At Ambit we spend a lot of time reading articles that are not directly relevant to Indian stocks. However, since the Indian economy is now umbilically linked to its global counterparts, the articles that we come across have relevance for Indian stocks and the Indian economy. In that context, this report contains the ten most interesting pieces that we read this week.
Here are the ten most interesting pieces that we read this week, ended July 08, 2016.
1. I do not believe that ‘Brexit’ will happen [Source: Financial Times]
In this brilliant piece on anti-consensus thinking, author Gideon Rachman talks about how he believes that the current 'Brexit' verdict is just one of the many times voters have voted for an 'out' through a referendum which was contrary to the popular expectations, only to see nothing much happen in the end. He believes like other nations before, Britain will enter a second referendum as and when EU decides to concede to its wishes and offer new concessions - most importantly on an immigration brake on free movement of people if it has surged beyond a certain level.
2. Body language predicts dodgy hedge funds [Source: Financial Times]
According to this piece, hedge fund investors can learn a lot of from scrutinizing investment managers’ facial expressions and emotional state when deciding where to put their money in order to avoid potential blow-ups or regulatory issues. According to a new research cited by the article “insincere smiles and fleeting sneers can serve as important warning signals, while a firm jaw or furrowed brow can indicate determination”. Interestingly, large hedge fund companies, including Citadel and SAC Capital, already enlist specialists to teach interrogation tactics to staff and enable them to detect when a company’s management is lying. The hedge fund industry has also increasingly made use of experts from athletics, the security industry and the military to teach fund managers how to gain an edge in behavioral analysis, both in terms of understanding their own performance and that of investee companies.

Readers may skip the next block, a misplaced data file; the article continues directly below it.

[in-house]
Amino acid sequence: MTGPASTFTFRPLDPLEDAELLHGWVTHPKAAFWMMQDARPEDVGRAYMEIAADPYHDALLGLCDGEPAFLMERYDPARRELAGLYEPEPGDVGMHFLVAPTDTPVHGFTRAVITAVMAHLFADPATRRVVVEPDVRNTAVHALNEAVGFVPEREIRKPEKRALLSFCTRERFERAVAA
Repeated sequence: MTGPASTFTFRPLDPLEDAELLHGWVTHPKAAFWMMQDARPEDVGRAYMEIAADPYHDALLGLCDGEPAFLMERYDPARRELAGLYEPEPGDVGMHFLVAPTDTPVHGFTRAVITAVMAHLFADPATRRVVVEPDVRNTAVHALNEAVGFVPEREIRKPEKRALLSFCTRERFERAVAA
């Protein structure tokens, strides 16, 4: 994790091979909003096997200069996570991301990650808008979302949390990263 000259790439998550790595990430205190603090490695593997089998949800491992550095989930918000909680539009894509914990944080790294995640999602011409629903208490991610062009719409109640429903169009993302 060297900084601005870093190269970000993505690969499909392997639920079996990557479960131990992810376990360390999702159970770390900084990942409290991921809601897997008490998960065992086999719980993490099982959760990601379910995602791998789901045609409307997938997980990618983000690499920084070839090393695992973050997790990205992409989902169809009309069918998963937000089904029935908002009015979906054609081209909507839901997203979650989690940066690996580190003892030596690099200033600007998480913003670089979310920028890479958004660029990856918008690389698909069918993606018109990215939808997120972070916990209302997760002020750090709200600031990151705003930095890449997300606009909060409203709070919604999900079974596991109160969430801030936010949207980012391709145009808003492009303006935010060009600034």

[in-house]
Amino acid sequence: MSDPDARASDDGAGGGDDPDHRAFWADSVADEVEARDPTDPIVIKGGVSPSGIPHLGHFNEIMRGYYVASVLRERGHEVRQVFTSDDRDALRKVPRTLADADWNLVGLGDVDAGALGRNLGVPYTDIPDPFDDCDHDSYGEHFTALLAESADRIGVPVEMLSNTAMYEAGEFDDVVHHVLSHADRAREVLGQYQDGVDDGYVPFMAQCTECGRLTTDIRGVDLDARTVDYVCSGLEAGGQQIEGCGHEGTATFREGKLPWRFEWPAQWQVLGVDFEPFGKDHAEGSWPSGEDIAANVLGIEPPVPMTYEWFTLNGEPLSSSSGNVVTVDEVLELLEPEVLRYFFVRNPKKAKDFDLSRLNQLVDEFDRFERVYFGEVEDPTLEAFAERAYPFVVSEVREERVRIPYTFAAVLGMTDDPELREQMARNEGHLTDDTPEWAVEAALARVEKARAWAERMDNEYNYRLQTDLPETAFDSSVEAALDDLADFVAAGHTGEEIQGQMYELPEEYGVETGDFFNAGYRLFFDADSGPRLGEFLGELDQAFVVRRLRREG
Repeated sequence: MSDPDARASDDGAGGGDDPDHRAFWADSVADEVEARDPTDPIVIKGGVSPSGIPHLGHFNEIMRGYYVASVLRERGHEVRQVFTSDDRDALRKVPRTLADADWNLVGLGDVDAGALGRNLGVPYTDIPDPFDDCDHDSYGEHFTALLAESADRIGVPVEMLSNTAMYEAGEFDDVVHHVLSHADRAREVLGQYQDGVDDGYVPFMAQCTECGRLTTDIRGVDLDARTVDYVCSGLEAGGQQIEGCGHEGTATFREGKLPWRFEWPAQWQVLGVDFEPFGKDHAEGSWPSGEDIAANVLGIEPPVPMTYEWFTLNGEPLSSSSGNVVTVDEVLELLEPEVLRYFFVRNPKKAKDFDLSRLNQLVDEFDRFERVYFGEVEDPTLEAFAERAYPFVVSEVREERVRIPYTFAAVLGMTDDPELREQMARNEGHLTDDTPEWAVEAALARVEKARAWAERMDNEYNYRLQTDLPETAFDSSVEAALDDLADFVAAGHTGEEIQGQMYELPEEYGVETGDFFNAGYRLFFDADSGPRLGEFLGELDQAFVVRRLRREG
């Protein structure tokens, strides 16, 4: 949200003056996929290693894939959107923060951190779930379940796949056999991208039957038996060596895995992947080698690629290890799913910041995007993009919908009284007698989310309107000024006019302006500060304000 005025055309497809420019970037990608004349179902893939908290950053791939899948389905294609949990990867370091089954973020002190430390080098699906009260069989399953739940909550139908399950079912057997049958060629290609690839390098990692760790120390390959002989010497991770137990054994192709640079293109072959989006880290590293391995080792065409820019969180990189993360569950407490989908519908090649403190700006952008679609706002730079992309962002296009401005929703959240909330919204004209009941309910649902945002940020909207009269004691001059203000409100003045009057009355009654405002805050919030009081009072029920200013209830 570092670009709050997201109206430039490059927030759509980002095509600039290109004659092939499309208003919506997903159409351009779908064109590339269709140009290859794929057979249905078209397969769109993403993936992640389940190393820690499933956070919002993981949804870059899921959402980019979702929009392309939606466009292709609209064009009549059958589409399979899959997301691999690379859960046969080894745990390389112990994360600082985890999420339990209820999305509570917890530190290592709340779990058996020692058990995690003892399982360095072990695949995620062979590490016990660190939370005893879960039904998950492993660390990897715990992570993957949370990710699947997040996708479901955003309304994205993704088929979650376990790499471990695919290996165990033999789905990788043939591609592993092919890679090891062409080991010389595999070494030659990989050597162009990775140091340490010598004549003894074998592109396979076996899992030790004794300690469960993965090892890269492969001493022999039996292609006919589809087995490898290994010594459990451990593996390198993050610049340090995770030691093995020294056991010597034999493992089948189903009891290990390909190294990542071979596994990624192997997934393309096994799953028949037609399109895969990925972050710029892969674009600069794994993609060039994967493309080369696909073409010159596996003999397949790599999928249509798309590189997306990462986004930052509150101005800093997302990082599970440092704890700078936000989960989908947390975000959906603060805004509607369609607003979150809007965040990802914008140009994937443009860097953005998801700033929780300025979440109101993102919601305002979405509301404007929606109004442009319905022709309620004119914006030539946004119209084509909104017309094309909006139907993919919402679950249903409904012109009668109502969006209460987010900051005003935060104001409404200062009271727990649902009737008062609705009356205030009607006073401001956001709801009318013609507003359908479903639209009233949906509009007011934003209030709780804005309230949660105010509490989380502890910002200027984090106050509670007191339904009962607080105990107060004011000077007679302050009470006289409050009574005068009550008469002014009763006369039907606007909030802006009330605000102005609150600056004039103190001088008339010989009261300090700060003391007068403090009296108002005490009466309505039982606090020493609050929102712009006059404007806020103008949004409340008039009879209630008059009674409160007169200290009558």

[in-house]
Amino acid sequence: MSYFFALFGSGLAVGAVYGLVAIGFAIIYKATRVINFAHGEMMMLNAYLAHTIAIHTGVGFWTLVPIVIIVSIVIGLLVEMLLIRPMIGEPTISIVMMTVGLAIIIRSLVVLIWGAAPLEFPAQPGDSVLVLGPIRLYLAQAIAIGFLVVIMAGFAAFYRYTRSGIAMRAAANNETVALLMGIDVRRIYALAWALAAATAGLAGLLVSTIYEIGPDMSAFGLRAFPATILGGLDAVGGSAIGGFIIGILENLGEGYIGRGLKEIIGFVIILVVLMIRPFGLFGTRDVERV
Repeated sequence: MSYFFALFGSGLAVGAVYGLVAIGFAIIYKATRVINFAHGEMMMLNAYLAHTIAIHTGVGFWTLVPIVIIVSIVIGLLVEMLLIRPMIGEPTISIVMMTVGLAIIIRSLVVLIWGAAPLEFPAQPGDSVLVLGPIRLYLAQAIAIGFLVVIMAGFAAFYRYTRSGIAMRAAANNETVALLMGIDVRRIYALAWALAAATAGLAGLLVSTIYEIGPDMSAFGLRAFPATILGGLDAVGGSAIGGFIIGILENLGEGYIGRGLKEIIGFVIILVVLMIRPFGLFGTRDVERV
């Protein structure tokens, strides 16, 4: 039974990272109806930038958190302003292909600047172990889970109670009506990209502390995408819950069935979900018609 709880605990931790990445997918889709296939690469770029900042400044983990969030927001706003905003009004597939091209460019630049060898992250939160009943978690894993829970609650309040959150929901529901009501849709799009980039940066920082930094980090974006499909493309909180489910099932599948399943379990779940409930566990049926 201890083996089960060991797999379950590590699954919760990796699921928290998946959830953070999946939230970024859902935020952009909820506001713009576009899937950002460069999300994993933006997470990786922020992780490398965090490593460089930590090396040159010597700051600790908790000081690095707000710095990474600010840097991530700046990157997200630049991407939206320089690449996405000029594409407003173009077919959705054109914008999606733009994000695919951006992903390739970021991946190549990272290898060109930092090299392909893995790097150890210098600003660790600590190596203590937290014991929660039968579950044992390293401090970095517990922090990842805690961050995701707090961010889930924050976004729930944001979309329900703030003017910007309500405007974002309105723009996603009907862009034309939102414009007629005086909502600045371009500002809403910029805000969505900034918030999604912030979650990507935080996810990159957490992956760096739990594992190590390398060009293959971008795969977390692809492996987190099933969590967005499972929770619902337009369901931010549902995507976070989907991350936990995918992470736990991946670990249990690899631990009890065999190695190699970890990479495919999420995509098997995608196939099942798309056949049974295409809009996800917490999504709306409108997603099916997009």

3. Advertising: Google and Facebook build a duopoly [Source: Financial Times]
An excellent piece that describes how advertising agencies are slowly waking up to a future that has been upended and reshaped by two technology companies - Facebook and Google. According to this article, the combined share of these two companies was 75 per cent of all new online ad spending in 2015. While Facebook offers value through its rich ‘identity’ data of its users, i.e. interests, locations etc., Google offers data on ‘intent’ captured from google searches.
4. The demise of the artisanal lawyer [Source: LiveMint]
The article highlights the effect of ongoing technological disruption on legal systems around the world. While lawyers are close to the bottom on the list of jobs most likely to be replaced by robots — with just a 3.5% chance of being displaced (referring to an University of Oxford study on the subject) there is a 94% chance that paralegals and legal assistants will be replaced by computers. According to the author, if that comes to pass, it will shake the very foundation of the business of law.
5. An Englishman ponders the end of an era that began with Thatcher [Source: Bloomberg]
John Micklethwait - the editor in chief of Bloomberg - in this piece recollects the transformation seen by Britain under former Prime Minister Margaret Thatcher and how the “Brexit’ verdict can reverse the journey for the nation. He fears that Britain’s reputation as a tolerant, stable haven will keep getting shredded day by day as this saga keeps dragging on and it is not inconceivable the financial capital of Europe would move to Germany.
6. Saving crony capitalists from Raghuram Rajan [Source: thewire.in]
This article dives into the possible reason behind Rajan's recent announcement to move back to academics post the end of his term in September. According to the author, Rajan’s battle against the business powerhouses – launched so as to resurrect the Indian banking system, did not go down well with these businesses and with the government. He says that even PM Modi who himself tries to project himself as a crusader against crony capitalism, limited his actions due to entrenched interests. Driven by discomfort and insecurity from Rajan’s actions, the government found it suitable to let him leave rather than risk a clash with big businesses.